Dealing with pollution
In an active koi pond we have two types of pollution; dissolved and solid. If we could remove the solid wastes from the system before they had chance to dissolve and pollute the water we would have better water quality, less dissolved pollutants and fewer health problems.
Solid wastes and koi health
If we summarize the situation so far, we can see that if we are to maintain the status quo as far as water quality is concerned, we need to remove the pollutants at approximately the same rate as they are produced. We have also seen that the pollution is basically in three forms: dissolved compounds, such as ammonia, inorganic pollutants such as phosphate and DOC, and solid particulate waste.
Unseen but there!
Solid waste will ultimately be broken down by decomposer microorganisms into a wide range of dissolved pollutants, adding to those already in the system. It makes no difference where in the system these solids decompose – the end result will always be the same, that is, further pollution. This is an important point as many koi-keepers think that once solid waste is out of sight (in the filter) it is no longer a problem.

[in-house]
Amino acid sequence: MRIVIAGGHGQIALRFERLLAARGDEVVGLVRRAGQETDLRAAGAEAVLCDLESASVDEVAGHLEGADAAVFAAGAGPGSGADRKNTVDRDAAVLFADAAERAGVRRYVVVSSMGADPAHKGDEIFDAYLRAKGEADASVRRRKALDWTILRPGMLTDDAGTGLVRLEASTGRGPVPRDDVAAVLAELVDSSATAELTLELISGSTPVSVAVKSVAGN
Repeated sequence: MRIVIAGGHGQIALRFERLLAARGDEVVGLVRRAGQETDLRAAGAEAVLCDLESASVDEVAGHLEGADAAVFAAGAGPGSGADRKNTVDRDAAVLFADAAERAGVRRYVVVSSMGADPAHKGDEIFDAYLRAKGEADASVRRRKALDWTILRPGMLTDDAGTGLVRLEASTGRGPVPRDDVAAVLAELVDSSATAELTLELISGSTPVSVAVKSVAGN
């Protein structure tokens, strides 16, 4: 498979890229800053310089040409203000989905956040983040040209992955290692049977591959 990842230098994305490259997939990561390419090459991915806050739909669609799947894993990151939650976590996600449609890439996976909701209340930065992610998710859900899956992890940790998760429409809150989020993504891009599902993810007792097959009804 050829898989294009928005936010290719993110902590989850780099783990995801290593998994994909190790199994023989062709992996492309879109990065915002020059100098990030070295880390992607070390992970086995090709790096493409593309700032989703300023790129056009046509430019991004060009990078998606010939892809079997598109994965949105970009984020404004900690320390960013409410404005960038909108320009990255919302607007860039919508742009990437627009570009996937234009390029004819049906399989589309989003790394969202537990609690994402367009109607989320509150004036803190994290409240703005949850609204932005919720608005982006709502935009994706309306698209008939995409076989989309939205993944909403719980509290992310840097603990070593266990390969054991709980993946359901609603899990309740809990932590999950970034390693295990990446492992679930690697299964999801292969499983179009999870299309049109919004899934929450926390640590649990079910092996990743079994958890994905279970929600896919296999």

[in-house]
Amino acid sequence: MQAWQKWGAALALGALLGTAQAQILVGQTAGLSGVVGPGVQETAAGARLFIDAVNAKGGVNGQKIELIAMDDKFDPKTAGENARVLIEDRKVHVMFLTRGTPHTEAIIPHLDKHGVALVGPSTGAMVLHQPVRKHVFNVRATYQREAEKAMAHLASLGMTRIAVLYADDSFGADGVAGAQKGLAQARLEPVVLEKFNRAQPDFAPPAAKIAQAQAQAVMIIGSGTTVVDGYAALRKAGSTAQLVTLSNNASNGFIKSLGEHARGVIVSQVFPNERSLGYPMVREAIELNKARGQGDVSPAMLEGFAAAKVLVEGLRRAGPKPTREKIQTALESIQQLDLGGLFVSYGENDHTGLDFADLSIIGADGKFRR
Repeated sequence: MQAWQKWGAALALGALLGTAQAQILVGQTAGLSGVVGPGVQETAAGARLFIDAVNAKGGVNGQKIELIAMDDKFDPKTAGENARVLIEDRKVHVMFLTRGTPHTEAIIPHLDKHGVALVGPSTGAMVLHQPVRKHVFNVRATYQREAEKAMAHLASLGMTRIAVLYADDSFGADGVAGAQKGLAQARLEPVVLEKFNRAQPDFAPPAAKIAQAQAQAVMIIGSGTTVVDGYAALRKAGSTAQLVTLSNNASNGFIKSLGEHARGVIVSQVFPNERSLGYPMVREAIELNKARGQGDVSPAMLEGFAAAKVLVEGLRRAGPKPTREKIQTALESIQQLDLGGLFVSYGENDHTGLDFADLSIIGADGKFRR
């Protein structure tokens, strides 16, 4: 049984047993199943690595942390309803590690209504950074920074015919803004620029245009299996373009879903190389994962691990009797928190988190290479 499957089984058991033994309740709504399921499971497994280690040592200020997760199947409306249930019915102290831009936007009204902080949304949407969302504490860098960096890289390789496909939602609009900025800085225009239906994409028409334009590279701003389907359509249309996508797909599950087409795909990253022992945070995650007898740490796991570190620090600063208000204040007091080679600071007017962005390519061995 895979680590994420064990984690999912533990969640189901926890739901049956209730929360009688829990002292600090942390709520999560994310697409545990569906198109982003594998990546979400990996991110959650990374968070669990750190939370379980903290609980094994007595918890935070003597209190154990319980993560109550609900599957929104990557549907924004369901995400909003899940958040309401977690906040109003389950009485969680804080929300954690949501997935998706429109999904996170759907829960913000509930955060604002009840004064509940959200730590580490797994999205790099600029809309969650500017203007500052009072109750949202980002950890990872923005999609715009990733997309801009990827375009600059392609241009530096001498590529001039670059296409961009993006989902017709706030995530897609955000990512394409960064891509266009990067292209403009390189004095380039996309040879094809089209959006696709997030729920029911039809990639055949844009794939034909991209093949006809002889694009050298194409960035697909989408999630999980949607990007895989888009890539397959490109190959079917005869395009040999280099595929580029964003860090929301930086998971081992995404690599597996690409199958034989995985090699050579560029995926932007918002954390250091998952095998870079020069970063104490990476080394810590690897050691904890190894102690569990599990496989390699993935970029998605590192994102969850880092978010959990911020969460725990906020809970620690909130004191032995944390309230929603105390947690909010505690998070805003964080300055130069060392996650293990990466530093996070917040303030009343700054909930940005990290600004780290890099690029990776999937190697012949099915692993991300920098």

With the rapid throughput of most filters, the dissolved pollutants produced as these solids break down are quickly pumped back into the pond. What we really need is two filtration systems – one that enables us to remove the solid wastes from the system before it has time to pollute the water and the other to deal with the dissolved pollutants. After all, if we could remove waste solids from the system, we would prevent most of the sources of pollution.
It doesn’t matter whether the solid wastes decompose in the pond or the filter – the result is the same – polluted water!
So perhaps, we should look on our filter as a system of two parts, one part dedicated to removing solid waste matter from the system (not just the pond) and the other removing dissolved pollutants.
Remember, too, that the pond is also part of the filtration system, as a significant amount of mineralisation and nitrification will take place on surfaces within the pond. The pond will also act as a settlement chamber for solid wastes, which will need regular removal to prevent them polluting the water. It is my opinion that the regular removal of accumulating solid wastes presents the koi-keeper with his or her biggest challenge and a great many problems will be avoided if this can be done effectively. For regular disposal of solid waste there are essentially two practical options: settlement and entrapment.